Women in Tech: Having a Bias for Action

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Growing the Filipino Tech Startup Ecosystem is at the heart of QBO Innovation Hub, a private-public initiative and startup incubator in the Philippines. QBO’s Executive Director, Katrina Rausa Chan, said this is more than just about mentorship and workshops and different training forms. “A lot of it is also about connecting startups with investors, resources, and building networks among founders and communities.” The end goal is to make sure the whole Philippine startup ecosystem grows and scales.

As part of the many hats Kat wears at QBO, she is also working on Startup Pinay, initiated in partnership with Investing in Women and the Department of Trade Industry (DTI). to provide additional, focused support to female tech founders in the Philippines as they start and scale up their businesses. 

During a talk with the QBO director, she revealed that although it is already a concern that more women aren’t entering the tech industry, there is also this prevailing perception among the public that tech and engineering are designed for men.

“Also, once you enter the industry, women quit at a much higher rate than men,” Kat said, pointing out that the community has to play a significant role in ensuring a healthy and safe environment. “There seems to be an unspoken rule that women are suited for certain functions– maybe the head of marketing or HR, so we’re also really encouraging more women to break those stereotypes. Women can and should be just as likely to be CEOs, CTOs, playing those kinds of leadership roles.”

Kat has been passionate about helping startups at QBO and hopes that the Philippines will one day be the home for many unicorns –  startups with a $1 billion valuation. When asked what we can do to encourage a more diverse group of founders, she related back to QBO’s founding principles. “We ended up calling ourselves QBO (after the ‘bahay kubo’) because there’s a kubo everywhere. It’s a big part of our mission to be able to engage more people of diverse backgrounds to participate and to make the notion of building your own startup become attainable and inclusive.” Kat pointed out the tremendous opportunities right now in the space. “There’s so much opportunity in tech, so many problems to solve. It would be such a shame if a big part of the population could not participate.”

“There is no better qualified one to identify what the problems are that need solutions than those who have experienced those problems themselves”, she said.

Another key initiative for Kat is helping young women and starting entrepreneurs as they begin their startup journey. Her advice to those hesitating? Just try it out. “It’s a huge privilege to be young because this is your time to experiment, to fail, and try again. Therefore, my advice is to just go for it now. Have a bias for action and try, especially if this is something you are interested in.” Kat said this is the only way to find out if you have an appetite for the startup world or not. 

Kat also advised young people not to expect to become successful on their first idea or first try. It does take time, she said, citing that the average age of a successful startup founder is somewhere near forty years old. “Our idols like Elon Musk acquired experience in other ways before they got really big. It does require patience,” Kat added. 

Kat said that young entrepreneurs should be continuously proposing and testing new things and gaining something from that whole process. “Judging whether you succeeded or failed is not just about ‘did my company get an investment.’ Building a company or joining a startup is almost better than getting an MBA. You get exposed right away to all sorts of roles. You’re in the position to make decisions and see things happen very quickly. That’s something I hope young people would focus on more. You learn a lot just from going through the process.”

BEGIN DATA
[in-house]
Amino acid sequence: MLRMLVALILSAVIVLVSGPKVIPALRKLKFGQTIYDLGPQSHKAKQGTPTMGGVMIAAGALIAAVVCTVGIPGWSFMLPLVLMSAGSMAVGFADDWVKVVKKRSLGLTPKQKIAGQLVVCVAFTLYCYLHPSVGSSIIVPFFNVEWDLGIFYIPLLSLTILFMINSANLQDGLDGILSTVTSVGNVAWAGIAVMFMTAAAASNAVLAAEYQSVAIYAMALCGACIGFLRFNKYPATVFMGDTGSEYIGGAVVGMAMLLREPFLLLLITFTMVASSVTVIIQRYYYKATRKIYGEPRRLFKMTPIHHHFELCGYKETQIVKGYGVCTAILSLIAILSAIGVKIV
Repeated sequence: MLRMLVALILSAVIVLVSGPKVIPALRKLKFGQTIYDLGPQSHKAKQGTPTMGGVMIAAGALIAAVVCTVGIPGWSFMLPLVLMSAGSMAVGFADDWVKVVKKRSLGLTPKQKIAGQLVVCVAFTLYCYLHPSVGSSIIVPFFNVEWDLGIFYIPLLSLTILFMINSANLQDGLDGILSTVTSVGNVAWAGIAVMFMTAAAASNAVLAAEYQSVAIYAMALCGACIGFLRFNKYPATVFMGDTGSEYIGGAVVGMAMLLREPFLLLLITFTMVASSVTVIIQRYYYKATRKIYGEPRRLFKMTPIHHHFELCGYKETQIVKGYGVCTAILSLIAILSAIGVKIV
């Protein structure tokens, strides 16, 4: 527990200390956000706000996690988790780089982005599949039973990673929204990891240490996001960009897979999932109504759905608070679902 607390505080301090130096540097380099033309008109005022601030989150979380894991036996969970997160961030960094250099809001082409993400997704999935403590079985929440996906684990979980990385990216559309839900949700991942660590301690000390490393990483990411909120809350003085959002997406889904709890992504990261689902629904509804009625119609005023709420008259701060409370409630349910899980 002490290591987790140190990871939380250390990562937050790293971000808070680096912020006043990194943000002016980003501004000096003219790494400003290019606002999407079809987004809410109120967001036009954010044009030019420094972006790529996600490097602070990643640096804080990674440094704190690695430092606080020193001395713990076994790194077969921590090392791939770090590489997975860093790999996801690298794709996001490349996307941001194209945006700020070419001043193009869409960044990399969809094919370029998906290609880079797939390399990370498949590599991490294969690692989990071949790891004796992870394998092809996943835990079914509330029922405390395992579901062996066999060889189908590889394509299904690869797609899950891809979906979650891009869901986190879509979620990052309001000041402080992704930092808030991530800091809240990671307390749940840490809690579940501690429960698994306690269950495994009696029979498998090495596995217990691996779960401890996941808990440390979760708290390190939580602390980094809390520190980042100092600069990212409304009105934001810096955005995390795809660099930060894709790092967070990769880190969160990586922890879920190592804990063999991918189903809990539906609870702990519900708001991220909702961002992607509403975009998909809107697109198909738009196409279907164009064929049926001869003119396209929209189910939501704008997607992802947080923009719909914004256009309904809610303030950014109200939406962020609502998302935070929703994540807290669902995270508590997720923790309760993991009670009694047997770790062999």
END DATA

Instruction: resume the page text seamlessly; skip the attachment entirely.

Kat is engaged with Microsoft and their startup initiatives, which aims to help B2B startups scale their companies successfully in the Philippines and globally. Startups can build on platforms like Microsoft Azure, as well as leverage Microsoft’s in-house training, mentorship support, and network of long-standing enterprise clients. In this way, the enterprise gets access to the latest innovative technologies while the emerging startups are able to de-risk their journey and get traction. To learn more about this program, visit the Microsoft for Startups Initiative Website.

This article is produced in collaboration with Microsoft and originally published on BitPinas: Women in Tech: Having a Bias for Action

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[…] post Women in Tech: Having a Bias for Action appeared first on […]

[…] This text is produced in collaboration with Microsoft and initially revealed on BitPinas: Women in Tech: Having a Bias for Action […]

Joy

Loved this: “Kat also advised young people not to expect to become successful on their first idea or first try.”

[…] post Women in Tech: Having a Bias for Action appeared first on […]

[…] Katrina Rausa Chan said that young entrepreneurs should be continuously proposing and testing new things and gaining something from that whole process. “Judging whether you succeeded or failed is not just about ‘did my company get an investment.’ Building a company or joining a startup is almost better than getting an MBA. You get exposed right away to all sorts of roles. You’re in the position to make decisions and see things happen very quickly. That’s something I hope young people would focus on more. You learn a lot just from going through the process.” […]

[…] Read More: Katrina Rausa Chan on having a bias for action. […]

[…] Learn Extra: Katrina Rausa Chan on having a bias for action. […]

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